Daniel Karbassiyoon jokes that Arsenal kept him from going to college twice. The first time, at age 18, he signed with the English Premier League club, in 2003, despite being courted by top programs in the ACC and Ivy League. The second time came after injuries ended his pro career at 22 and he had returned to his home state of Virginia.
Karbassiyoon, after a few dark months of contemplating life without soccer, was heading to Virginia Tech. Then came the phone call from Arsenal, offering him a job as the club's North and Central America scout, a position he held until recently moving to London, where he now scouts prospects for the Gunners in England.
Since Karbassiyoon began scouring the USA for talent, the scouting by foreign clubs of young U.S. players has increased dramatically. It’s one reason why Karbassiyoon wrote the book, “The Arsenal Yankee: A young American's journey from soccer in the States to one of the world's greatest teams.”
“When I was 17, I had no idea what I was getting into and what to expect at a trial, what life was going to be like,” he says. “And when I signed at 18 I certainly would have enjoyed some sort of handbook.”
At age 20, Karbassiyoon achieved what no other American had done before, or since. He scored a goal for Arsenal, a 90th minute gamewinner in a 2-1 League Cup win over Manchester City. Two weeks later, he went the full 90 minutes in a 3-1 fourth-round win over Everton.
But Karbassiyoon, who as a teenager was sidelined for more than a year with a bad knee, couldn’t overcome injuries, and managed to play only 12 more competitive games, at Burnley and Ipswich.
He had, however, left an impression during his time at Arsenal, whose instincts paid off as Karbassiyoon connected the club with an 18-year-old Costa Rican Joel Campbell in 2011 and Gedion Zelalem, who left his Maryland home shortly before his 16th birthday to join Arsenal in 2013.
Zelalem, who debuted in the Champions League and FA Cup in 2014, played on loan with Glasgow Rangers in 2015-16 and for the USA at the 2015 U-20 World Cup.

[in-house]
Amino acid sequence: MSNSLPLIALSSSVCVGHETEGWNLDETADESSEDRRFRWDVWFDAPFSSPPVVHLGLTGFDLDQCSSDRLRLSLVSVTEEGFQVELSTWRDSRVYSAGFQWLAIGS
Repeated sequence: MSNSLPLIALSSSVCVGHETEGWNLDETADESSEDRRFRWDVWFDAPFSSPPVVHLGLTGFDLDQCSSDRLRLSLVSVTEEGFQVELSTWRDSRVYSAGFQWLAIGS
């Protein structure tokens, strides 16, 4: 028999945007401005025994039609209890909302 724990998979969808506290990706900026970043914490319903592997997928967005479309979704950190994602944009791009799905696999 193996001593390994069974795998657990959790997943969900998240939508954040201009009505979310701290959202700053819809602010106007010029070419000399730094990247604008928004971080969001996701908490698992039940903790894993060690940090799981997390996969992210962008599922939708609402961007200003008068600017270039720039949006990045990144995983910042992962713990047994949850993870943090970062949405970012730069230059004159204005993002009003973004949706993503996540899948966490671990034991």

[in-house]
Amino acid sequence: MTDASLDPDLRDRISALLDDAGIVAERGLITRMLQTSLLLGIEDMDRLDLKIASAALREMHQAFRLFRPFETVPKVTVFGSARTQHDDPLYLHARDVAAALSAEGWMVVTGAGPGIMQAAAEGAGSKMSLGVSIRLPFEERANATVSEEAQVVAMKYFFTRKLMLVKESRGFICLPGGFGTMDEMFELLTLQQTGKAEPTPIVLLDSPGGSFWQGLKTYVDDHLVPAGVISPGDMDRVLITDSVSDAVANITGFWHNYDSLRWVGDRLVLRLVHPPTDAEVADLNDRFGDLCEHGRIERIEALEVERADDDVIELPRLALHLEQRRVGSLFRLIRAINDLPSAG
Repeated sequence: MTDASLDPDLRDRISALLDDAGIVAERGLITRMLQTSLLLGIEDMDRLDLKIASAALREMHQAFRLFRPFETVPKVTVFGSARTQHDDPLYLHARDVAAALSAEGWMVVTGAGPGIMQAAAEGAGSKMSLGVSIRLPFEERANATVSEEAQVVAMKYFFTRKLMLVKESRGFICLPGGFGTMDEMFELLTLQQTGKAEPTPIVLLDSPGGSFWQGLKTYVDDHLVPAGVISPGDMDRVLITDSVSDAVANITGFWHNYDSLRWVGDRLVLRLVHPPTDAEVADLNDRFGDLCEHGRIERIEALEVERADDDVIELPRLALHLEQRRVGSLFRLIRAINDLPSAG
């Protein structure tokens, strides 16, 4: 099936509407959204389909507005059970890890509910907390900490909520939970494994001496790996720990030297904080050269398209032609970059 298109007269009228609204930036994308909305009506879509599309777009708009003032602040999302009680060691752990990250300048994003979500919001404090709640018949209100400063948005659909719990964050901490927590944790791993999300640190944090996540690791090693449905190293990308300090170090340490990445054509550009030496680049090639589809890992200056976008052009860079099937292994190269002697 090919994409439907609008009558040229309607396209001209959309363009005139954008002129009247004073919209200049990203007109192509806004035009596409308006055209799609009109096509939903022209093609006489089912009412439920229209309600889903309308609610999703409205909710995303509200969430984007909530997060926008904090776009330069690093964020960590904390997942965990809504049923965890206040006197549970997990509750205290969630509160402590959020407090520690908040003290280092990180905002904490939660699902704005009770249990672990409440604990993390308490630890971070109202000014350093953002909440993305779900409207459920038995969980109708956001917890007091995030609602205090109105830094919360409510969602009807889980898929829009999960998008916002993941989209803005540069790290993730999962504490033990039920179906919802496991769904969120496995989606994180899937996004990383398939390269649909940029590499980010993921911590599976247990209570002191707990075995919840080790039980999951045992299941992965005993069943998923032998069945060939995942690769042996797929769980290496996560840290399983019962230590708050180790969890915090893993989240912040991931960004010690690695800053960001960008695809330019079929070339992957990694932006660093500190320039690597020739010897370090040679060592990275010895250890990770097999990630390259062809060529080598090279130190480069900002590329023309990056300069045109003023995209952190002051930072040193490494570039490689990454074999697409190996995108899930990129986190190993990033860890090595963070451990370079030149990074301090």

“I’d watch anywhere from under-13, maybe under-12 sometimes, all the way up to MLS games, senior national team games, World Cup qualifiers, Gold Cup … It was a pretty broad spectrum across a giant region,” says Karbassiyoon. “The Development Academy made things a lot easier.
“For the most part I was focused on younger guys who have European passports and were good enough to come over.”
The European Union passport is crucial, otherwise European teams can’t import players before age 18, and in the England’s case, non-European Union players must meet the rigorous requirements of a UK work permit. Karbassiyoon himself was able to sign for Arsenal because he had dual American and Italian citizenship, thanks to his mother.
“I would see a lot of talented players that maybe I would have brought over for a trial, but they didn’t have [EU] passports,” he says. “A kid like Gedion ticked all my boxes on the soccer side and also had the German passport. It was just a much easier transition.”
Karbassiyoon heard of Zelalem as he did about hundreds of players, through a coach who contacted him. In the case of Zelalem, who moved from his native Germany to Maryland at age 9, it was Olney Rangers coach Matt Pilkington.
“Unfortunately, 99 percent of the leads won’t be good enough,” Karbassiyoon says. “I try to do my best to -- it’s hard to respond to absolutely everybody but I use my network to ensure I’m not missing anybody, especially if someone sends me a message that says this boy I know who plays for X team in L.A. and he’s 14 years old -- I’ll for sure make phone calls to people I know out there who know what he’s like, as opposed to just the word of a guy who sent me a Facebook message.
“Video has become so accessible and so commonplace that if I hear there’s a there’s a boy with European passport who's lighting it up, ‘send me a video.’ If the kid does seem interesting, then I'll contact the guys I know either in that region or people I know who might know a coach of his.”